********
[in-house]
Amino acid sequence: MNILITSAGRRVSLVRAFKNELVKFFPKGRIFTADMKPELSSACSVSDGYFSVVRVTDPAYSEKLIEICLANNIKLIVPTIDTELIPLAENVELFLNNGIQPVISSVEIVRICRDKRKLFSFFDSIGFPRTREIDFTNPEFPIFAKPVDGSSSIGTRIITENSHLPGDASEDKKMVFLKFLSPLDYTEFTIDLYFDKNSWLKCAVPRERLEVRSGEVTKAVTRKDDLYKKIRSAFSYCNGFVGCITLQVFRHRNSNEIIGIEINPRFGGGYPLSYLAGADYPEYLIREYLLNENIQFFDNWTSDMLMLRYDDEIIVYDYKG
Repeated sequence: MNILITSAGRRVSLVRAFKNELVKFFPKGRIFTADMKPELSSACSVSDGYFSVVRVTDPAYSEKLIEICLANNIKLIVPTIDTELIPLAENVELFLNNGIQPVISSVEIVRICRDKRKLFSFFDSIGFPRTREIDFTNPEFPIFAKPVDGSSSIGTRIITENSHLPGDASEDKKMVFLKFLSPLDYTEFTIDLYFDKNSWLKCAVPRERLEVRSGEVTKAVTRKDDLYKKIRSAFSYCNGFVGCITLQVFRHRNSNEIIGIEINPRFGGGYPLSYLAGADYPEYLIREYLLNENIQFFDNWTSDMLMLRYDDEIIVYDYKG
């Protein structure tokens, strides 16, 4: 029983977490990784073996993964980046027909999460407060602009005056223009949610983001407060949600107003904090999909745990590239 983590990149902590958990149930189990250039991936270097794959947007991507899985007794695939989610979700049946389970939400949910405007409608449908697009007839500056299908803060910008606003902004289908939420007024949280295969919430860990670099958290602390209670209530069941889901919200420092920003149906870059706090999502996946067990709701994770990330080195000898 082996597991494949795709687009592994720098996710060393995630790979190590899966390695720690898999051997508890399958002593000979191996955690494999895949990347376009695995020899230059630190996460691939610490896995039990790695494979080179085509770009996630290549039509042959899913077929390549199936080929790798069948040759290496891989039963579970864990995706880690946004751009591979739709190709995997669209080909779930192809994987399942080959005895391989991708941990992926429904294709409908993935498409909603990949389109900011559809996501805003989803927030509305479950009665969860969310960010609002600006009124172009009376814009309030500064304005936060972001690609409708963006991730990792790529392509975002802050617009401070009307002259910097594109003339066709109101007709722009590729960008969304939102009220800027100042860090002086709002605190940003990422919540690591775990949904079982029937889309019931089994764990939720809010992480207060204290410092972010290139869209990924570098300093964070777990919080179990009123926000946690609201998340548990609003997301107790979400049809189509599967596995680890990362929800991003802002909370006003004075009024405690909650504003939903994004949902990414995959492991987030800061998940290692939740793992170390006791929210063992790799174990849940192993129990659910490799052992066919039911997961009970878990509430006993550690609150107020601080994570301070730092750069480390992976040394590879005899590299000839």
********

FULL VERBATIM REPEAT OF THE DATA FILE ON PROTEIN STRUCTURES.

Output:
[in-house]
Amino acid sequence: MNILITSAGRRVSLVRAFKNELVKFFPKGRIFTADMKPELSSACSVSDGYFSVVRVTDPAYSEKLIEICLANNIKLIVPTIDTELIPLAENVELFLNNGIQPVISSVEIVRICRDKRKLFSFFDSIGFPRTREIDFTNPEFPIFAKPVDGSSSIGTRIITENSHLPGDASEDKKMVFLKFLSPLDYTEFTIDLYFDKNSWLKCAVPRERLEVRSGEVTKAVTRKDDLYKKIRSAFSYCNGFVGCITLQVFRHRNSNEIIGIEINPRFGGGYPLSYLAGADYPEYLIREYLLNENIQFFDNWTSDMLMLRYDDEIIVYDYKG
Repeated sequence: MNILITSAGRRVSLVRAFKNELVKFFPKGRIFTADMKPELSSACSVSDGYFSVVRVTDPAYSEKLIEICLANNIKLIVPTIDTELIPLAENVELFLNNGIQPVISSVEIVRICRDKRKLFSFFDSIGFPRTREIDFTNPEFPIFAKPVDGSSSIGTRIITENSHLPGDASEDKKMVFLKFLSPLDYTEFTIDLYFDKNSWLKCAVPRERLEVRSGEVTKAVTRKDDLYKKIRSAFSYCNGFVGCITLQVFRHRNSNEIIGIEINPRFGGGYPLSYLAGADYPEYLIREYLLNENIQFFDNWTSDMLMLRYDDEIIVYDYKG
């Protein structure tokens, strides 16, 4: 029983977490990784073996993964980046027909999460407060602009005056223009949610983001407060949600107003904090999909745990590239 983590990149902590958990149930189990250039991936270097794959947007991507899985007794695939989610979700049946389970939400949910405007409608449908697009007839500056299908803060910008606003902004289908939420007024949280295969919430860990670099958290602390209670209530069941889901919200420092920003149906870059706090999502996946067990709701994770990330080195000898 082996597991494949795709687009592994720098996710060393995630790979190590899966390695720690898999051997508890399958002593000979191996955690494999895949990347376009695995020899230059630190996460691939610490896995039990790695494979080179085509770009996630290549039509042959899913077929390549199936080929790798069948040759290496891989039963579970864990995706880690946004751009591979739709190709995997669209080909779930192809994987399942080959005895391989991708941990992926429904294709409908993935498409909603990949389109900011559809996501805003989803927030509305479950009665969860969310960010609002600006009124172009009376814009309030500064304005936060972001690609409708963006991730990792790529392509975002802050617009401070009307002259910097594109003339066709109101007709722009590729960008969304939102009220800027100042860090002086709002605190940003990422919540690591775990949904079982029937889309019931089994764990939720809010992480207060204290410092972010290139869209990924570098300093964070777990919080179990009123926000946690609201998340548990609003997301107790979400049809189509599967596995680890990362929800991003802002909370006003004075009024405690909650504003939903994004949902990414995959492991987030800061998940290692939740793992170390006791929210063992790799174990849940192993129990659910490799052992066919039911997961009970878990509430006993550690609150107020601080994570301070730092750069480390992976040394590879005899590299000839």